2. Le département d’Eridanus, from the Greek name of the Po river, was one of the six French departments that constituted Piedmont.

de Physique, de Chimie, d'Histoire Naturelle et des Arts, a magazine run by Jean-Claude de la Méthérie. In 1809, Avogadro was nominated professor of mathematics and physics at the ancient Collège Royal in Vercelli, a town located some 50 kilometres east of Turin. In 1820, he became professor of physics at the University of Turin, a post he held for the rest of his life (with a break from 1823 to 1833, seemingly due to his occupation of political posts).

Avogadro led a withdrawn life we know little about. He never sought honours nor travelled beyond Piedmont. Aged 38, he married Felicita Mazzia, with whom he had seven children.

The text in focus here is a memoir submitted to Journal de Physique in spring 1811, and published in July of that year. The title, ‘Essay on Determining the Relative Masses of the Elementary Molecules of Bodies and the Proportions by Which They Enter These Combinations’, announces an ambitious programme. It formulated what is now known as Avogadro's hypothesis.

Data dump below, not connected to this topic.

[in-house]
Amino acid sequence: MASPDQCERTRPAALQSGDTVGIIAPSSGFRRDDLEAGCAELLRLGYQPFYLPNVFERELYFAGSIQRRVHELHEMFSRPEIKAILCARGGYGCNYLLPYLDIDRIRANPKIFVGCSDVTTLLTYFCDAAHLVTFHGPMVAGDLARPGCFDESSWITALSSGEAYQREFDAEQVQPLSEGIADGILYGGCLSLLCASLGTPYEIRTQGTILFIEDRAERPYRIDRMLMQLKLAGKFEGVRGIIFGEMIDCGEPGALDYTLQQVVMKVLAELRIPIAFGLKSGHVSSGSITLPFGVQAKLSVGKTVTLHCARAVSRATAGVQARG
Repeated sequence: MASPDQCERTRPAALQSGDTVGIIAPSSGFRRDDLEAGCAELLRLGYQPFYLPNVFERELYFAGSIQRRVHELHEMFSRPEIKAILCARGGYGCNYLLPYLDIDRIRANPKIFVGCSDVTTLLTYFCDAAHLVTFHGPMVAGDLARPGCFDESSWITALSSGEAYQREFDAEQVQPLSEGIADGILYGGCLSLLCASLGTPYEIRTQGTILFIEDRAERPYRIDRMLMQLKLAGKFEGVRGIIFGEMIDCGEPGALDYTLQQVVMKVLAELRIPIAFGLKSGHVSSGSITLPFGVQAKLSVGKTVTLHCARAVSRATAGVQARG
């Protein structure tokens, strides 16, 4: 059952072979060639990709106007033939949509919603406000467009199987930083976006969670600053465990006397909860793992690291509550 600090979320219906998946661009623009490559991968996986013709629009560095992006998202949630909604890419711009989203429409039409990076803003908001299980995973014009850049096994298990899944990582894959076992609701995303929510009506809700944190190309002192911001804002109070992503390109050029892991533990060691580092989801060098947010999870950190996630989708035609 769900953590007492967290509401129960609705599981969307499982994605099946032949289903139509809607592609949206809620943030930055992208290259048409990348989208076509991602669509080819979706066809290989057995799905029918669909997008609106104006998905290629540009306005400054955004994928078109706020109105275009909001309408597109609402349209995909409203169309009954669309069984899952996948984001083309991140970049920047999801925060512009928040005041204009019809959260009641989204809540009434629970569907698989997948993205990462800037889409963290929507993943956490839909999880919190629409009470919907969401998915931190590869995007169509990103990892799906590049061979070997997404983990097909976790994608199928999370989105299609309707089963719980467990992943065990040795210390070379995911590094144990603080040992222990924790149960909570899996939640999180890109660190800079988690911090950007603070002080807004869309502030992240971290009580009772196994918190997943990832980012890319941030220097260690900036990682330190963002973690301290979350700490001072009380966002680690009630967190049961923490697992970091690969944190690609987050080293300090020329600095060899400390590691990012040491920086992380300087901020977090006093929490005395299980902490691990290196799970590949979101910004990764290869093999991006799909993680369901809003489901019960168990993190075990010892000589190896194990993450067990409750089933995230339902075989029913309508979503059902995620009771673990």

–  –  –

In order to explain the combustion of bodies, German chemist Johann Joachim Becher (1635-1682) created the theory of phlogiston, which was further developed by Georg Ernst Stahl (1660-1734). Phlogiston (from the Greek phlogistos, meaning flammable) was a fluid contained in all flammable bodies, given off during combustion or oxidation. These bodies were hence being

3. A. Avogadro, 'Considérations sur l'état dans lequel doit se trouver une couche d'un corps non-conducteur de l'électricité, lorsqu'elle est interposée entre deux surfaces douées d'électricités de différente espèce', Journal de physique, de chimie, d'histoire naturelle et des arts, Issue 63, p.450-462, December 1806; 'Second mémoire sur l'électricité', ibid. 65, p.130-145, August 1807.